In the light of recent events at the Syrian border, the Government urge all parties to ensure that they comply with international law, including international humanitarian law and obligations on human rights. We urge a swift de-escalation of the conflict by all parties.
I note that changes were made last week to the political declaration on the future relationship between the EU and the UK. Can my right hon. Friend the Secretary of State confirm that no member of the British armed forces would ever be obliged to serve alongside any EU army without Ministers’ support?
My hon. Friend makes the key point when she suggests that this could not happen without Ministers’ support, or indeed without the intention of this Government to voluntarily join an EU taskforce, a NATO task force or any other type of international task force. I can absolutely reassure her that we will not enter into any of these European schemes without doing so voluntarily and without a unilateral exit.
As we approach Remembrance weekend and the launch of the Royal British Legion’s poppy campaign, we remember all those who have given their lives for our country and of course all the veterans who have served. Many veterans have accessed the veterans gateway for help and support, but there is significant concern that the funding for the gateway is not guaranteed. Will the Minister address that concern today and guarantee the necessary funding to enable the veterans gateway to continue its good work?
The veterans gateway received an initial period of funding, and it is supported by a consortium of charities. It has been a success in helping veterans access help in this country, and a long-term plan is being devised for it at the moment. I would be more than happy to meet the hon. Gentleman to discuss that in due course.
I welcome the opportunity to meet my right hon. Friend to discuss the Eastriggs site in his constituency. I am aware of the aspiration of Rail Sidings Ltd to develop its railway rolling stock storage business at MOD Eastriggs. Defence Medical Services continues to manage the site and may support initiatives to commercially exploit the rail infrastructure, provided that any increase in use does not conflict with the primary demands of defence.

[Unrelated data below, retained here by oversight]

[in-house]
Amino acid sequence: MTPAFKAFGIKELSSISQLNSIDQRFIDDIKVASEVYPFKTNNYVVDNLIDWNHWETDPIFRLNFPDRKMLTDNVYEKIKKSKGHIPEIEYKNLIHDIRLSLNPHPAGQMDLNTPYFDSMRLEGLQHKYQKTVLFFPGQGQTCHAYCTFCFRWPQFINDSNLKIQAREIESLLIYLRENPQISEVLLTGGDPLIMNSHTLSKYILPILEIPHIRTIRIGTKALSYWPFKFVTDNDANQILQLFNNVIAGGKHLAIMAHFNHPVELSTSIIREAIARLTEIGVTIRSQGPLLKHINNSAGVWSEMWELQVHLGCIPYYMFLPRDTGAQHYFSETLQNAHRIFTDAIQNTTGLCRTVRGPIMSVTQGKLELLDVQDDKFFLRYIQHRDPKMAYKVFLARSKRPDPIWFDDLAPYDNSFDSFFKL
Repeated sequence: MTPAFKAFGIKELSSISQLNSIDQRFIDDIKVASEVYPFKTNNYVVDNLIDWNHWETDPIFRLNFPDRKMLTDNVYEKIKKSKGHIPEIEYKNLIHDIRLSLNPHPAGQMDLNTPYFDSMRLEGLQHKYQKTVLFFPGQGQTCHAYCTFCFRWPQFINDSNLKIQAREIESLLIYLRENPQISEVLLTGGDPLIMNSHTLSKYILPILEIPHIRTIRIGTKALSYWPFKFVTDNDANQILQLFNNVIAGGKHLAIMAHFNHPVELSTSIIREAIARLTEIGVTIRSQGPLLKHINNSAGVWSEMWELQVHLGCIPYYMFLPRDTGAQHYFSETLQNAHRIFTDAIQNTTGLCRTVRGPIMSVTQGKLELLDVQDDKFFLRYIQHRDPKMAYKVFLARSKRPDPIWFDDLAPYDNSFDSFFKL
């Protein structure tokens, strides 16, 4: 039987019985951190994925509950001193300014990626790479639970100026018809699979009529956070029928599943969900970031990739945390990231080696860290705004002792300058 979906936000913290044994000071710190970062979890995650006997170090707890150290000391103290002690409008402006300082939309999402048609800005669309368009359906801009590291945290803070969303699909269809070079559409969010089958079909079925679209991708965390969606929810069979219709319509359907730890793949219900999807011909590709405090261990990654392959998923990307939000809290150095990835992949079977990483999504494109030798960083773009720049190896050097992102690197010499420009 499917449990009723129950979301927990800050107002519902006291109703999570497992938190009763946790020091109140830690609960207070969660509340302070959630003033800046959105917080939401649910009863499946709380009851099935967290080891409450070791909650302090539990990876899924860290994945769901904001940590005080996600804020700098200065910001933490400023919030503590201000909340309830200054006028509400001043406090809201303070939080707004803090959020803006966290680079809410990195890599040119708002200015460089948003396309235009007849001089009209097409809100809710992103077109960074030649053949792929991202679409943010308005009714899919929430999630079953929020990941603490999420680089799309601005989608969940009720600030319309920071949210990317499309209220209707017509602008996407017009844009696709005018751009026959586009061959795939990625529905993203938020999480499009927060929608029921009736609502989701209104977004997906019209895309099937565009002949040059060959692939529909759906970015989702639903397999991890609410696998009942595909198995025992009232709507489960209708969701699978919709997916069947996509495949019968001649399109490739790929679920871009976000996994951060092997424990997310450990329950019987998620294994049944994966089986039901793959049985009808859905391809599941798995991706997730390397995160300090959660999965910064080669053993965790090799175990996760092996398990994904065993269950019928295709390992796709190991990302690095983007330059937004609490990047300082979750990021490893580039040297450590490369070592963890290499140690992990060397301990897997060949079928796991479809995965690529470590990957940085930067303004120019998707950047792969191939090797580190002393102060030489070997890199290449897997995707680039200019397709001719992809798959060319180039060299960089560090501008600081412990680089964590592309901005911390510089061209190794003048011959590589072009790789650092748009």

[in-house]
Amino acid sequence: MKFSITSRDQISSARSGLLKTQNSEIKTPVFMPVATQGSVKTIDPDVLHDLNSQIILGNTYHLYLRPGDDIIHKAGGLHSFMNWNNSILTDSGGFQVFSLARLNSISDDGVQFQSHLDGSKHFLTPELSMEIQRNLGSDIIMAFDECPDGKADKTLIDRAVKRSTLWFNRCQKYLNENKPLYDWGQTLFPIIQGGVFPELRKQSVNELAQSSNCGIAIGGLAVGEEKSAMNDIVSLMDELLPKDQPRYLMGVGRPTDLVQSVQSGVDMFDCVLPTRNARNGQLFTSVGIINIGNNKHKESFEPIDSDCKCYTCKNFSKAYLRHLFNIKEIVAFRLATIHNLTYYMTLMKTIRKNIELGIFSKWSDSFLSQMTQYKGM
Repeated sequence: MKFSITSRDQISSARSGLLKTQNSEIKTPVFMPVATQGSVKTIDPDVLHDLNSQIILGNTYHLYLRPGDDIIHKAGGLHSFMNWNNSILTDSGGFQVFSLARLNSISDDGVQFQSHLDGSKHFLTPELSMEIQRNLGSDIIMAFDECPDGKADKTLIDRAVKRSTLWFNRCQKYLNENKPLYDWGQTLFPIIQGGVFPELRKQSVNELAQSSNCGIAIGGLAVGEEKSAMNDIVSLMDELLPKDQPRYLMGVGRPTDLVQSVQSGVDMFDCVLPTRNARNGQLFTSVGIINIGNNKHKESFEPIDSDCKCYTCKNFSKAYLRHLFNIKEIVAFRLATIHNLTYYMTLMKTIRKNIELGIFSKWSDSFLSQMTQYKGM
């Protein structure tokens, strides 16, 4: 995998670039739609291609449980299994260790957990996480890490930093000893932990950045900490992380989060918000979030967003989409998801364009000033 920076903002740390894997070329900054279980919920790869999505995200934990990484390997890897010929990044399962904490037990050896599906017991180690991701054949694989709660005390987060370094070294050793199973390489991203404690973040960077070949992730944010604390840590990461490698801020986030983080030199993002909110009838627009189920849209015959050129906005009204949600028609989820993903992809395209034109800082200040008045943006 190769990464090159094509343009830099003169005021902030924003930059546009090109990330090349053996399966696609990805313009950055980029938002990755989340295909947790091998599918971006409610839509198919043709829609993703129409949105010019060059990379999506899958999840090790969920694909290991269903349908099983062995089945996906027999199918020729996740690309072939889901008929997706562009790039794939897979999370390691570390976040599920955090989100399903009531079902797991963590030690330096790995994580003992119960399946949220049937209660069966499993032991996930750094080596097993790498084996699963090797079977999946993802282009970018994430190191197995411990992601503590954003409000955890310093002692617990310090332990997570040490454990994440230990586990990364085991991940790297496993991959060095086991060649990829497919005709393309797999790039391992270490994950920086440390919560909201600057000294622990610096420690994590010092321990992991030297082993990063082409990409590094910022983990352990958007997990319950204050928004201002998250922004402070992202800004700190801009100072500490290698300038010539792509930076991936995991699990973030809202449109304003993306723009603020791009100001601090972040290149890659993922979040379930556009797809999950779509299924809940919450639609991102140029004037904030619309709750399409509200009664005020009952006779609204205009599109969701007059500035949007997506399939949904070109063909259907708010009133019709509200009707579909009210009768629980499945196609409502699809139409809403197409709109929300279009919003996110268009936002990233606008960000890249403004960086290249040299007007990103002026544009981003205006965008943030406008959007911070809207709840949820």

Will the Secretary of State commit to publishing his Department’s analysis of leaving the European Union as far as forfeiting our rights and responsibilities under article 42.7 of the Lisbon treaty is concerned?
The UK remains fully committed to the long-term security of the region and to the counter-Daesh coalition. We continually assess UK and coalition logistical capability to ensure that we are well placed to continue to contribute to the counter-Daesh effort, and we remain at the forefront of the coalition’s air campaign.
It is just not possible to recognise the sacrifice and service of our armed forces in pay alone, but it is wrong that the salary of a new recruit is now worth over £1,000 a year less than it was 10 years ago. What is the Minister going to do? When will a new recruit’s pay match what it was 10 years ago in real terms?
I am delighted to say that my understanding is that, as a result of the recent pay review, the starting salary of a private soldier has risen to over £20,000 a year.
The issue of protecting our servicemen and women from vexatious and repeated prosecution in Northern Ireland is something that the Government take incredibly seriously. Regular meetings are now ongoing between me, the Attorney General, the Secretary of State for Defence and the Secretary of State for Northern Ireland. We are absolutely committed to the Prime Minister’s determination that there will be no vexatious or repeated allegations and prosecutions without new evidence, and we will achieve that objective.
We heard earlier about Capita’s failures in Army recruitment and Carillion’s failures in Army accommodation. Is it not time to review the costly procurement process, under which the Government just last month signed a £1.6 billion contract to decommission Sellafield with Morgan Sindall Group, which was responsible for the Faslane leisure centre super-mess?